Location: Ederline Boathouse
Map reference: NM 883 039
Date of Survey: 22 September 1972
Loch level OD: 35.509 m
Highest point of crannog OD: 36.409 m
Usable area: 25 m x 18 m
Description (1972): Flat sandy bottom with bedrock ridge NE-SW which continued into crannog and protruded out of the top on the NE side. Grass and shrubs on the highest part, to SW end.
Several heaps of head-sized stones and a general scatter lay around and against the south side of the bedrock ridge underwater, as if stone facings had been started but not finished. Further heaps of stones lay to the ESE, S and to the N of the crannog, 6-10 m from the base of the slope.
The crannog itself was steep-sided, built of random-shaped stones which a man could comfortably lift.
Timber was visible in the bottom around the crannog:
To NE side of crannog a hollowed-out area among the stones which suggested a slipway or 'harbour' for a boat, with a scatter of smaller stones on the bottom. At its inner end three stones were set on edge and another long stone lying outside them.
Three metres further toward centre of crannog a flat stone was set on edge among the surface stones.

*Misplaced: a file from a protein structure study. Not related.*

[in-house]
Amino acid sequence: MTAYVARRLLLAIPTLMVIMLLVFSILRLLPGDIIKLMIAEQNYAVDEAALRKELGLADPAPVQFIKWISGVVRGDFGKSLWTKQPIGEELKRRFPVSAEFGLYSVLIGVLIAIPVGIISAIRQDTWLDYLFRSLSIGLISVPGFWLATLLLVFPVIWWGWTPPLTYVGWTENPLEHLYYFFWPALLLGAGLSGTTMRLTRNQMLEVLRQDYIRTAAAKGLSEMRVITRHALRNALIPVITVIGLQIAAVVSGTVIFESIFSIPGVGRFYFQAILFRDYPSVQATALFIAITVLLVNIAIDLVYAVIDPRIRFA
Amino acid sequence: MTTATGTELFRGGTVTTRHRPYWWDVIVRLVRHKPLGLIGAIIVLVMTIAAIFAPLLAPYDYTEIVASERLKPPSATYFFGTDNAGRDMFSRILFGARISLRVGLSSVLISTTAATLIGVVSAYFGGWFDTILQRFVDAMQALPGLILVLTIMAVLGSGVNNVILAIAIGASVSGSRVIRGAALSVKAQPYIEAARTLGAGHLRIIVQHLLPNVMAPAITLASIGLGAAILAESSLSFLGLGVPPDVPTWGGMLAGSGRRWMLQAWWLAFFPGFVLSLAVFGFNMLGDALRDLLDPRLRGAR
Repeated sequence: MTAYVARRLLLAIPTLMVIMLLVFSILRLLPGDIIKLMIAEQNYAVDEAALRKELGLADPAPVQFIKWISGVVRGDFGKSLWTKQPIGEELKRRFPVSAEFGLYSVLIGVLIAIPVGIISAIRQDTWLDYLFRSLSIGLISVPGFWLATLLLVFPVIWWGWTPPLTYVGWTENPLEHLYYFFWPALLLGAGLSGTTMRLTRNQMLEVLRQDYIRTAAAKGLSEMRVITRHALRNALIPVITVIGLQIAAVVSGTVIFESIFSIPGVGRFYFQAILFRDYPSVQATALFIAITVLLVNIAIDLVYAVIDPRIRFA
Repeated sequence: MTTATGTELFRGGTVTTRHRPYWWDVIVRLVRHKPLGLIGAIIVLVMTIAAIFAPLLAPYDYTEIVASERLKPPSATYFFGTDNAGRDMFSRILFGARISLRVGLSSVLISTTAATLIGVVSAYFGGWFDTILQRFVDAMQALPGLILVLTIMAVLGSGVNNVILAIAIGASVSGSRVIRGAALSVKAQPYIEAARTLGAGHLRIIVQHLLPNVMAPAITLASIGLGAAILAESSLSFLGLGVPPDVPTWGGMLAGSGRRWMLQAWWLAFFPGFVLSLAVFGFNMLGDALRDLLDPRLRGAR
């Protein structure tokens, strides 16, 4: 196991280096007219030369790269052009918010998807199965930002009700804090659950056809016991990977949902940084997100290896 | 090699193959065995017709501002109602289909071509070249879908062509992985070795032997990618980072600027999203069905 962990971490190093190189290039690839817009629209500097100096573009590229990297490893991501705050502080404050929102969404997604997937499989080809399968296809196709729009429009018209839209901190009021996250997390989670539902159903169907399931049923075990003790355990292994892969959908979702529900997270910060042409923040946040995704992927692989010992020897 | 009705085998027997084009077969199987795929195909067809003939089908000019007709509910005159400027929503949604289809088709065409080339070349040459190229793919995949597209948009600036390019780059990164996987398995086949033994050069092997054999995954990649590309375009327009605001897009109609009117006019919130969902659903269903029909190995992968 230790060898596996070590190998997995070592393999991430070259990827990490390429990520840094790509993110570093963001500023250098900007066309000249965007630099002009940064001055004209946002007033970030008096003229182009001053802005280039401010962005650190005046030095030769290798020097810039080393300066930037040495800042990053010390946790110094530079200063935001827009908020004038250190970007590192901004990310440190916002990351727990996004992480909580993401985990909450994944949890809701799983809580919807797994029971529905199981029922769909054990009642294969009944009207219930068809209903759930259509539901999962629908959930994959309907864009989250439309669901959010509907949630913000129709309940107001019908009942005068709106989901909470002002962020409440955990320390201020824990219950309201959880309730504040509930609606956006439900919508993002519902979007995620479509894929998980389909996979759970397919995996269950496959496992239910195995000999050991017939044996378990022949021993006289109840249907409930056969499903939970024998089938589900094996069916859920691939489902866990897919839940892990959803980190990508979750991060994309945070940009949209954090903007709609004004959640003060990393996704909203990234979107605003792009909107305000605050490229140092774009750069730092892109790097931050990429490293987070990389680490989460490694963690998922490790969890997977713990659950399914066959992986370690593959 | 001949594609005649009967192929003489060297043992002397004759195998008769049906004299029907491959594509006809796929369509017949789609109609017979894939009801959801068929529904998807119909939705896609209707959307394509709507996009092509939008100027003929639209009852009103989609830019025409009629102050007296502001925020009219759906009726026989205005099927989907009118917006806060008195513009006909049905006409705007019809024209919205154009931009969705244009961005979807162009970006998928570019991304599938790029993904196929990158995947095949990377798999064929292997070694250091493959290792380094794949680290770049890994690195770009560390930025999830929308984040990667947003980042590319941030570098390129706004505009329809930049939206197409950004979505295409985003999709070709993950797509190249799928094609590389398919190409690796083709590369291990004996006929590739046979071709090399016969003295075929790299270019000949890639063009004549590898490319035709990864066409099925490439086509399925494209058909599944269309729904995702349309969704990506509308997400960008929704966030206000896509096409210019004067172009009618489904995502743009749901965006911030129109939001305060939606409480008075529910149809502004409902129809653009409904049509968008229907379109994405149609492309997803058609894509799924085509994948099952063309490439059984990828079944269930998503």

Dating: The two quernstones would suggest a later prehistoric date, probably pre-Roman Iron Age
Post-1972: Later sampling of two of the upper timbers gave C14 dates, which show this part of the crannog in use in the Iron Age:
¶ 2004, July: A trial excavation (3m x 5m, north side, in ca 3m of water) was carried out. Organic deposits, animal bones and a sherd of E ware showed this part of the crannog to be later in date, nicely confirming early map illustrations of crannogs in use up to the Middle Ages: see Cavers and Henderson
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Difference in loch levels: normal (above) and in September 1972 (below)
Crannog 20 from the east
Much of top of crannog 20 was out of water due to the unusually low loch levels Summer 1972
Large oak log among other timbers; note slot far end. Scale 10 cm
Broken saddle quern (above). Below: edge of saddle quern, above broken rotary quern
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